A subpopulation analysis of study TKT032 was conducted to assess the efficacy and safety of velaglucerase alfa among children aged 2-17. Of 25 patients in the trial, 7 pediatric patients (28%) were enrolled and randomized to receive velaglucerase alfa at 60 U/kg (n=4) or 45 U/kg (n=3) as a 1-hour infusion, every other week for 12 months. In this analysis the two dose groups were pooled and results are shown as a percent change from baseline.
Following 12 months treatment with with velaglucerase alfa the mean hemoglobin concentration increased 20%, mean platelet counts increased 54%, mean spleen volume, normalized by body weight, decreased 47% (median value 5.0 multiples of normal (MN) decreased from 13.5 MN). Mean liver volume normalized by body weight decreased 13% (median value 1.04 MN decreased from 1.40 MN). Outcomes reported in children were consistent with those seen in the overall population. Due to the small sample sizes, the results did not achieve statistical significance.
Most frequently reported adverse events in the pediatric subpopulation were headache, nasopharyngitis, pyrexia, nasal congestion, productive cough, vomiting, and injury. No pediatric participants experienced severe or serious treatment-emergent events. No pediatric patients developed antibodies to velaglucerase alfa.
“We are very pleased with the opportunity to present the findings from the first of three Phase III studies for velaglucerase alfa,” said Whaijen Soo, MD, PhD, Senior Vice President, Research and Development, Shire Human Genetic Therapies (HGT). “Our program is the largest and most comprehensive set of Phase III clinical trials conducted to date for Gaucher disease, and we look forward to presenting the results from the remaining trials at future scientific meetings."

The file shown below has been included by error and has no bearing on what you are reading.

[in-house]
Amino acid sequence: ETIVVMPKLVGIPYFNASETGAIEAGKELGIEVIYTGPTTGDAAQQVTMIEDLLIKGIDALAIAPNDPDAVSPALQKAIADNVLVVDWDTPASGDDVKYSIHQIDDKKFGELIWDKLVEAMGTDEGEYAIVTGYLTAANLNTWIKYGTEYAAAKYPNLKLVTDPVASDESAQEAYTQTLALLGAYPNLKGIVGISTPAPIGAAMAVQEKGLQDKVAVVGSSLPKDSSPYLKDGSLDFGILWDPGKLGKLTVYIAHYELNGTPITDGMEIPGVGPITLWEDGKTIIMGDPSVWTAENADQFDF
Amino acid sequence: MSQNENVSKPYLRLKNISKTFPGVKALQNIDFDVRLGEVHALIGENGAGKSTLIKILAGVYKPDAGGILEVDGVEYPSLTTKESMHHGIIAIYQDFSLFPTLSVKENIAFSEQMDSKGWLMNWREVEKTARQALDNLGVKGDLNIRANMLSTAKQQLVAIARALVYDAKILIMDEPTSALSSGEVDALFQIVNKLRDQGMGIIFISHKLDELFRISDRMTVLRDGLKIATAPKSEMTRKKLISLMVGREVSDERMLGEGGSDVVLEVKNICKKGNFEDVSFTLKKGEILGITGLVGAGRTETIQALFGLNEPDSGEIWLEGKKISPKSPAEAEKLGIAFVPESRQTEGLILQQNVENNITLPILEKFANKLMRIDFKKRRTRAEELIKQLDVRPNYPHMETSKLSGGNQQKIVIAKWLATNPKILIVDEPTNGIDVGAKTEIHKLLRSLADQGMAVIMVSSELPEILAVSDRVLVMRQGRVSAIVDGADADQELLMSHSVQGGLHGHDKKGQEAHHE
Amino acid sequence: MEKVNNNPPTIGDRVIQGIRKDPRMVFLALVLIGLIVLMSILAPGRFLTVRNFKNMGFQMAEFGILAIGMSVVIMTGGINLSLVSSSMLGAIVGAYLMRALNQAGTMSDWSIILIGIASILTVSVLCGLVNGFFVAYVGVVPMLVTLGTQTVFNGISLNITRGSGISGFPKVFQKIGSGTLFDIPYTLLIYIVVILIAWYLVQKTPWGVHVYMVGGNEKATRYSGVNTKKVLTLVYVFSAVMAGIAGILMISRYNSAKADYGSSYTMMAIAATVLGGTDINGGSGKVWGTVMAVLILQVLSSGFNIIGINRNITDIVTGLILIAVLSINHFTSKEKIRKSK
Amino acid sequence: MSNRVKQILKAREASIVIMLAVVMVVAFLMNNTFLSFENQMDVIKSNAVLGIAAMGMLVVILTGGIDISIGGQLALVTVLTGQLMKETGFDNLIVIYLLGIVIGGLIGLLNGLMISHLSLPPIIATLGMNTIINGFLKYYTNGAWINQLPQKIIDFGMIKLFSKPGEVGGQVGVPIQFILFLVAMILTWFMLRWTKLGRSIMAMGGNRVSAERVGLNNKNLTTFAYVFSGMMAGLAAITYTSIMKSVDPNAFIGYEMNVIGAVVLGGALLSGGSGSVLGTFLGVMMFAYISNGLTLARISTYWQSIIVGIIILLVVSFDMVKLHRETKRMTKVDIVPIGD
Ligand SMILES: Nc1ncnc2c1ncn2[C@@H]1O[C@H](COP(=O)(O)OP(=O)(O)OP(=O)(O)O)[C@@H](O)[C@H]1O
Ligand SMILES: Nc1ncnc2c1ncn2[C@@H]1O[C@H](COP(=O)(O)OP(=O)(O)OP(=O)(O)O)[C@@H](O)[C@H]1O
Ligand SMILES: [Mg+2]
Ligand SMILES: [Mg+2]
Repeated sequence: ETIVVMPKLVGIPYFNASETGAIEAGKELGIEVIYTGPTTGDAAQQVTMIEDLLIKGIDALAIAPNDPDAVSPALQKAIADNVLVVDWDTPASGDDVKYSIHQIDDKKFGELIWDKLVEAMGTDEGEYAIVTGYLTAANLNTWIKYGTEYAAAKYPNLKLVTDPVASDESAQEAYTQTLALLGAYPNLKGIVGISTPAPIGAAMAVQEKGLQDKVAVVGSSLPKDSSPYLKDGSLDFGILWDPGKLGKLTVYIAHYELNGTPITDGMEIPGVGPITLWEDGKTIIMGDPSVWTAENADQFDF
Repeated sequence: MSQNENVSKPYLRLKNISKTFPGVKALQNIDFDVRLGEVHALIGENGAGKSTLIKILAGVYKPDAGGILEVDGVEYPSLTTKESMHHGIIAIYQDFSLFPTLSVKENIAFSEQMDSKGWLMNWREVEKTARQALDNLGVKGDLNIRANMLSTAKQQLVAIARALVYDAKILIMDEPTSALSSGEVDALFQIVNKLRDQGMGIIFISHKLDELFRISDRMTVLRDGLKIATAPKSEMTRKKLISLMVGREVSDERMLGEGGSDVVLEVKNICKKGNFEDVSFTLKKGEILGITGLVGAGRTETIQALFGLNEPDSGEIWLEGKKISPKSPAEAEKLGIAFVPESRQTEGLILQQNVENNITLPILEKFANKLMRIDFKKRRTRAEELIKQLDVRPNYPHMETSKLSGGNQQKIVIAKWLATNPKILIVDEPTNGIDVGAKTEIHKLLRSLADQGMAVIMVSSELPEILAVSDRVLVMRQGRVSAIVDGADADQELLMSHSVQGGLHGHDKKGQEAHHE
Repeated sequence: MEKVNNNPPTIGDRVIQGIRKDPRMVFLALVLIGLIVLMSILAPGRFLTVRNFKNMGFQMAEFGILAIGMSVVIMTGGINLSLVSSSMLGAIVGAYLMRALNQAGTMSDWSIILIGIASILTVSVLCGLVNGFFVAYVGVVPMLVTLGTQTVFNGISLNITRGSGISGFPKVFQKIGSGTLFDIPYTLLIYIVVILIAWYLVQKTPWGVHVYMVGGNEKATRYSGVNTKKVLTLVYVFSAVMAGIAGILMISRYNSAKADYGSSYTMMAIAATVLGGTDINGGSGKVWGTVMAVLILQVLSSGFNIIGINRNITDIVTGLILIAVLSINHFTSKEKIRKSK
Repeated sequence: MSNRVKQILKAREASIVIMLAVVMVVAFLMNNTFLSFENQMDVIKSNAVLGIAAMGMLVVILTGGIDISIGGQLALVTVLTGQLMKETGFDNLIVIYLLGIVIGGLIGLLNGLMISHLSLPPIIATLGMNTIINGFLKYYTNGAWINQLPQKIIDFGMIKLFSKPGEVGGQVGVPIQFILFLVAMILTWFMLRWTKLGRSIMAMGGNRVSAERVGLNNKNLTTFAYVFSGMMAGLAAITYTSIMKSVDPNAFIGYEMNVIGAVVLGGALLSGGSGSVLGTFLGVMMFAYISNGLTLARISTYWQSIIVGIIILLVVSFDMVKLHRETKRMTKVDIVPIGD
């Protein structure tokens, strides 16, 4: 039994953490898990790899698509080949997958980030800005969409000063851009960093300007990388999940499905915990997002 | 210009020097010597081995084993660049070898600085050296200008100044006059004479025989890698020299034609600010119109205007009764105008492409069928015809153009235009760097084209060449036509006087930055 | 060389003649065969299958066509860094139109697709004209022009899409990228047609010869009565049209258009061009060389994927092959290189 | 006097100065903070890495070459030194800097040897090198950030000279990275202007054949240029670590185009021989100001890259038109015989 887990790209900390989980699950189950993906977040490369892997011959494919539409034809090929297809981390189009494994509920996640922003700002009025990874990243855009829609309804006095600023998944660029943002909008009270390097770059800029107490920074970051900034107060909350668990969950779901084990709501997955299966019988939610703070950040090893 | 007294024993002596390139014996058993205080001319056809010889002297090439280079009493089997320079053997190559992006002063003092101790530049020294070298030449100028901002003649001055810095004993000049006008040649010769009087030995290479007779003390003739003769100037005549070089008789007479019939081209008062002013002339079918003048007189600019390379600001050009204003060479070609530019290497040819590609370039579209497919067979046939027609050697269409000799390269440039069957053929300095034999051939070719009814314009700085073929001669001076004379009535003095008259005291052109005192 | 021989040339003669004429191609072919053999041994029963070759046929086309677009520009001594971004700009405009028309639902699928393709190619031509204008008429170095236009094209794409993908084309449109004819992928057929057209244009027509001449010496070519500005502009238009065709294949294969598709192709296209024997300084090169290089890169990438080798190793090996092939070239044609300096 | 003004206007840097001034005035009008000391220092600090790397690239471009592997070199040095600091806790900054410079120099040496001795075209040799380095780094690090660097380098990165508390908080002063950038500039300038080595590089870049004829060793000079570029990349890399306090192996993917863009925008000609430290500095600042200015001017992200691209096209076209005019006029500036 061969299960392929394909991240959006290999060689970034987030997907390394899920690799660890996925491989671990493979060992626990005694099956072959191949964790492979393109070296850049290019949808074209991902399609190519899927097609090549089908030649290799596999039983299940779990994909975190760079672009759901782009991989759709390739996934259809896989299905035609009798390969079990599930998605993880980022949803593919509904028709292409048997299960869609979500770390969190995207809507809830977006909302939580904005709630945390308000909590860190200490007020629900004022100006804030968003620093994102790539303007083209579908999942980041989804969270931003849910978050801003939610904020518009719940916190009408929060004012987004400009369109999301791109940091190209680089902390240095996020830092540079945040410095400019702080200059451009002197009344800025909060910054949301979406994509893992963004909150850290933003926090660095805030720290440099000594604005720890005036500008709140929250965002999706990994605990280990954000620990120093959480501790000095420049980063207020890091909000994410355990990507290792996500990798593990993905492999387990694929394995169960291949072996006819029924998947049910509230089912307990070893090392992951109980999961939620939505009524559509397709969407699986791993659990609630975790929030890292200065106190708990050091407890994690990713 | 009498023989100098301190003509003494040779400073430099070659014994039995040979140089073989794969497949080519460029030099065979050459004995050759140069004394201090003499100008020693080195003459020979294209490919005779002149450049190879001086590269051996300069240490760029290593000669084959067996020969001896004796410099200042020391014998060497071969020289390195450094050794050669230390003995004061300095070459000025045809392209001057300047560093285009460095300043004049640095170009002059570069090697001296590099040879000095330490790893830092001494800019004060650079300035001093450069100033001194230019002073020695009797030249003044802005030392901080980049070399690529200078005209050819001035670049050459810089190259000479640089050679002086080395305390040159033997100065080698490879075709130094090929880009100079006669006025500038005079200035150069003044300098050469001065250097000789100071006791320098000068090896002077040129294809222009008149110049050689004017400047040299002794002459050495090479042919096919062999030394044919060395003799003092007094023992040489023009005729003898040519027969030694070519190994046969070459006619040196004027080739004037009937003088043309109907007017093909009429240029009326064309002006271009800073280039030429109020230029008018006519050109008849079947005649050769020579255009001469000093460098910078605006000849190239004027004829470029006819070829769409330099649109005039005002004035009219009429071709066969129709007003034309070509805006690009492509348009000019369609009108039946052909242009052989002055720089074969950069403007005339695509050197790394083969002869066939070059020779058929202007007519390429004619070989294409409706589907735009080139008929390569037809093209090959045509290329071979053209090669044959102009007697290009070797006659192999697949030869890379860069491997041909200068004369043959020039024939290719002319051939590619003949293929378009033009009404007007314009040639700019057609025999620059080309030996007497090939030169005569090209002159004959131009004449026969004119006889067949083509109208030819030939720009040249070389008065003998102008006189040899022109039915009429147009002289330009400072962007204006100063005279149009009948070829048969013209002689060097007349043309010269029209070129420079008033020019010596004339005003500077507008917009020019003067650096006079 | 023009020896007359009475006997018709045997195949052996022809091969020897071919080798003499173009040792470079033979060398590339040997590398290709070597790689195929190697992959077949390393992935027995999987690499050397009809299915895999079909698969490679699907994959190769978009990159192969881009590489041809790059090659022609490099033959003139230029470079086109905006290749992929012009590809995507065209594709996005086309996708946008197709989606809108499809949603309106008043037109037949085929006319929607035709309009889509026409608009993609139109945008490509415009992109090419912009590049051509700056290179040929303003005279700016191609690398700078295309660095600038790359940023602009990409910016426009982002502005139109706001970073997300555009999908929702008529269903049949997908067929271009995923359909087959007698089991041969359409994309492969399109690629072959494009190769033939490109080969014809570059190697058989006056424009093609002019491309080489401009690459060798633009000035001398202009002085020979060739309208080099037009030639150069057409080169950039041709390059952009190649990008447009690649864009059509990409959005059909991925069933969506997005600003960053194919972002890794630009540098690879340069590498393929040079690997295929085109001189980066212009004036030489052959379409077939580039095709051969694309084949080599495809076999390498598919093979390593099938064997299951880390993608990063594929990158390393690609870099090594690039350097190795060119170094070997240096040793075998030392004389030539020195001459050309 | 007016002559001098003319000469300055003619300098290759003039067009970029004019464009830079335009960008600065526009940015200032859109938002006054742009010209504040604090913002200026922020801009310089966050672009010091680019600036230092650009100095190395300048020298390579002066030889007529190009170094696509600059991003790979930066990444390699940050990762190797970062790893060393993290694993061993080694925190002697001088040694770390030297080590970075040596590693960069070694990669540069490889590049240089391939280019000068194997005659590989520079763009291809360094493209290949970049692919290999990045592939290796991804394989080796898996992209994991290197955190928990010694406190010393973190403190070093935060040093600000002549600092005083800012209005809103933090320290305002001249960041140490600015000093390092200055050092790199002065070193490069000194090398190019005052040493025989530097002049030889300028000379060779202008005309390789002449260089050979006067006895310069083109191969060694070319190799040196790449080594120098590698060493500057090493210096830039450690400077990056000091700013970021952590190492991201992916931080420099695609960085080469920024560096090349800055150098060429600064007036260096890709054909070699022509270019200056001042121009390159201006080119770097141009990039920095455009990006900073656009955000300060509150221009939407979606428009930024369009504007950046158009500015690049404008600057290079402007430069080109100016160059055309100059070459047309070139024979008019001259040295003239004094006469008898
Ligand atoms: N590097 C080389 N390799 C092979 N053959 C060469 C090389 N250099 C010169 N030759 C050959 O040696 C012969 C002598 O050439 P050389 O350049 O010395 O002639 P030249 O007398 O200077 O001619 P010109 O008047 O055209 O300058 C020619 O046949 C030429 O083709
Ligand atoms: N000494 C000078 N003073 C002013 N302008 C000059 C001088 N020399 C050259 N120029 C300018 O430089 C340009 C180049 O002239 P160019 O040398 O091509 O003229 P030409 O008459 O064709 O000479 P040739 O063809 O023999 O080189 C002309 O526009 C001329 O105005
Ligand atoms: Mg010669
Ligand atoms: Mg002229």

Results from Five-Year Study
Ten of 11 adult patients who completed the Phase I/II study of velaglucerase alfa administered at 60 U/kg every other week, enrolled in a long-term extension study. After month-12, all patients were eligible to receive a step-wise dose reduction from 60 U/kg to 45 U/kg (13 weeks) and then to a 30 U/kg maintenance dose upon the achievement of specific therapeutic goals. All patients met therapeutic goals and their dose was subsequently titrated down to the 30U/kg dose. Seven of 10 patients received home infusions during the extension period. Eight patients (4 male, 4 female) have now received velaglucerase alfa treatment for 60 months.
After 5 years, velaglucerase alfa continued to be generally well tolerated and demonstrated substantial and prolonged increases in hemoglobin concentration and platelet count, and substantial and prolonged decreases in liver and spleen volumes in these patients with Type 1 Gaucher disease.
At 60 months, the mean increase in hemoglobin concentration from baseline was +2.4 g/dL (95% CI: 1.6, 3.2; 21.3% change) and the mean increase in platelet count from baseline was +85.1 ×109/L (95% CI: 59.8,110.4; 157% change). At 57 months, mean percent reduction in normalized liver volume from baseline was 39% (95% CI: -49.1%,-28.5%) and mean percent reduction in normalized spleen volume from baseline was 74% (95% CI: -89.3%,-58.6%).
Velaglucerase alfa was found to be generally well tolerated in these 10 patients with no drug-related serious adverse events reported. Treatment-emergent adverse events reported by at least 50% of patients included arthralgia, back pain, pyrexia, upper abdominal pain, pharyngolaryngeal pain and headache. Most adverse events were of mild to moderate severity. No patients withdrew from the trial due to an adverse event. No patients in the 5 year extension study developed antibodies.
About velaglucerase alfa
Velaglucerase alfa is an investigational enzyme replacement therapy for Type 1 Gaucher disease. Velaglucerase alfa is made using Shire’s gene-activation technology, in a human cell line. The enzyme produced has the exact human amino acid sequence and has a human glycosylation pattern.